Medical Billing & Coding For Dummies
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As a medical billing professional, dealing with prior authorization is a necessary part of the job. Prior authorization (also known as preauthorization) is the process of getting an agreement from the payer to cover specific services before the service is performed. Normally, a payer that authorizes a service prior to an encounter assigns an authorization number that you need to include on the claim when you submit it for payment.

Get the correct CPT code beforehand

The key to a solid preauthorization is to provide the correct CPT code. The challenge is that you have to determine the correct procedural code before the service has been provided (and documented) — an often difficult task.

To determine the correct code, check with the physician to find out what she anticipates doing. Make sure you get all possible scenarios; otherwise, you run the risk that a procedure that was performed won’t be covered.

For example, if the doctor has scheduled a biopsy ( may not need prior authorization) but then actually excises a lesion (probably needs prior authorization), the claim for the excision will be denied. What’s a coder to do?

It’s better to authorize treatment not rendered than to be denied payment for no authorization. No penalty is incurred when a procedure has been authorized but is not completed, so err on the side of preauthorization.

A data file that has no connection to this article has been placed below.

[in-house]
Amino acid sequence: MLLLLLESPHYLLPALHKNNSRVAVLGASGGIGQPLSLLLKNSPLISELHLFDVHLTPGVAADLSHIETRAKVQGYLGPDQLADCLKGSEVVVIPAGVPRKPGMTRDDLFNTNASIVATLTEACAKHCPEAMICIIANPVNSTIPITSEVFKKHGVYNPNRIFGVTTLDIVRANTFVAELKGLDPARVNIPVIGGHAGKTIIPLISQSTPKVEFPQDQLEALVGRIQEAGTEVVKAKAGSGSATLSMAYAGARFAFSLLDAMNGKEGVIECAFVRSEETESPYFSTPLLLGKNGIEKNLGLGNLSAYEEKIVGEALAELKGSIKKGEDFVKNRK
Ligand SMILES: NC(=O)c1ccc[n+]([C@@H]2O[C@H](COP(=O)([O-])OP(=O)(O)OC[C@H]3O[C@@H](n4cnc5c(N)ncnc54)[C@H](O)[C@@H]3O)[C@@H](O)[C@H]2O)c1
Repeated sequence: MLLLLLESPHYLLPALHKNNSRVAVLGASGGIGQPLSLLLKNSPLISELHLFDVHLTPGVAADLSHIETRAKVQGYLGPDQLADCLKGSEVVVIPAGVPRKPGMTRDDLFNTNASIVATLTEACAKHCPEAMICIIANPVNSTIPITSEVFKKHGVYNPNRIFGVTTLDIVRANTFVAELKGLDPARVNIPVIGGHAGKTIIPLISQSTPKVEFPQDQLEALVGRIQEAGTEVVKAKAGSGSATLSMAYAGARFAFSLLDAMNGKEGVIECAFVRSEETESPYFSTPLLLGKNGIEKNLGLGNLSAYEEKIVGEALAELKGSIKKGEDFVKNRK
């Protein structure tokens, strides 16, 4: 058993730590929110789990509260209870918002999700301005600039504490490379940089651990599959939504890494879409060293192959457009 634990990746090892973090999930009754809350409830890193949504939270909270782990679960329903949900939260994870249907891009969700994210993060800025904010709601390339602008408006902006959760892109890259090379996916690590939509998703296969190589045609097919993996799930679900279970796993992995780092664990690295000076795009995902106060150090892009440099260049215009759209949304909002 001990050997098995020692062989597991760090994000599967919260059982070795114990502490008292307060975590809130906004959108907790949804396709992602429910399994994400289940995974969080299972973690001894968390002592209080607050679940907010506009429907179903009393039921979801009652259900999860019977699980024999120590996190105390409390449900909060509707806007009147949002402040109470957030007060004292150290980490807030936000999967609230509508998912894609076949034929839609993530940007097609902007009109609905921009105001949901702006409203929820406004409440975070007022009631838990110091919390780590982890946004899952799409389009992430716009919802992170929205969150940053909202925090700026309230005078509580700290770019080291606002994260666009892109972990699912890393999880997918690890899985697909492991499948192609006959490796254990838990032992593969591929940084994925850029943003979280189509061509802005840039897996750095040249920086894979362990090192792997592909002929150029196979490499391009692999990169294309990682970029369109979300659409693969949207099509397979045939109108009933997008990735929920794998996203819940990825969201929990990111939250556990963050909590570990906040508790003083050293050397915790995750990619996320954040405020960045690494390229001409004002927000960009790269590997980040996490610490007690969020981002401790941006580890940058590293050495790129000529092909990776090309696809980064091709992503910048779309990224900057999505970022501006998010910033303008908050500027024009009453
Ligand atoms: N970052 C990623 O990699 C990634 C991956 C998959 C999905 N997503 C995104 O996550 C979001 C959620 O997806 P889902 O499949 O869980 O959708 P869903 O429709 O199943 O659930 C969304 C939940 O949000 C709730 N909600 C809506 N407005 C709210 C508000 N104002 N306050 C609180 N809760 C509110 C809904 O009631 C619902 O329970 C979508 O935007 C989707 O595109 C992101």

In rare cases, the patient coverage is unavailable prior to an encounter. This scenario most often occurs in emergency situations, due to an accident or sudden illness that develops during the night or on weekends. When this happens, the servicing provider must contact the payer as soon as possible and secure the necessary authorizations.

Although you are the coder in charge of assigning the appropriate codes, the burden of obtaining necessary authorizations is largely on the provider, because it’s the provider who’ll be denied payment as expected. Getting preauthorization can save countless hours on the back end trying to chase claim payments. Preauthorization also results in faster claims processing and prompt payments.

When you don’t get the necessary preauthorization

Who gets stuck with footing the bill when preauthorizations don’t pan out? It depends. The determination as to who is responsible is often defined by the patient’s insurance plan.

If the plan benefits outline specific services that are not covered and the patient seeks those services, the responsibility for payment falls to the patient. If a provider fails to authorize treatment prior to providing services to a patient and payment is denied by the insurance company, then the provider may be obligated to absorb the cost of treatment, and no payment is due from the patient.

Many payers don’t issue retro authorizations, even when the failure to get preauthorization was a mistake. Some may overturn a denial on appeal, but they’re under no obligation to make payment if the proper process was not followed.

Some payers may assign full financial responsibility for a procedure that didn’t get the necessary preauthorization to the patient.

In this case, the provider has to make a decision about whether to pursue collecting the payment from the patient. Some swallow the loss. Others send the unpaid bill to the patient, but doing so is bad business. Patients are both unaware of the process and not in any sort of position to guess what CPT code should be submitted to the insurance company.

Occasionally you run into a situation in which the patient’s coverage was verified prior to services, and the patient’s employer terminates benefits retroactively. This usually happens when there is a termination of employment that is challenged in court or when an employer learns that a covered employee was in violation of his or her contract during employment. In these very unfortunate situations, the patient is responsible for the medical fees.

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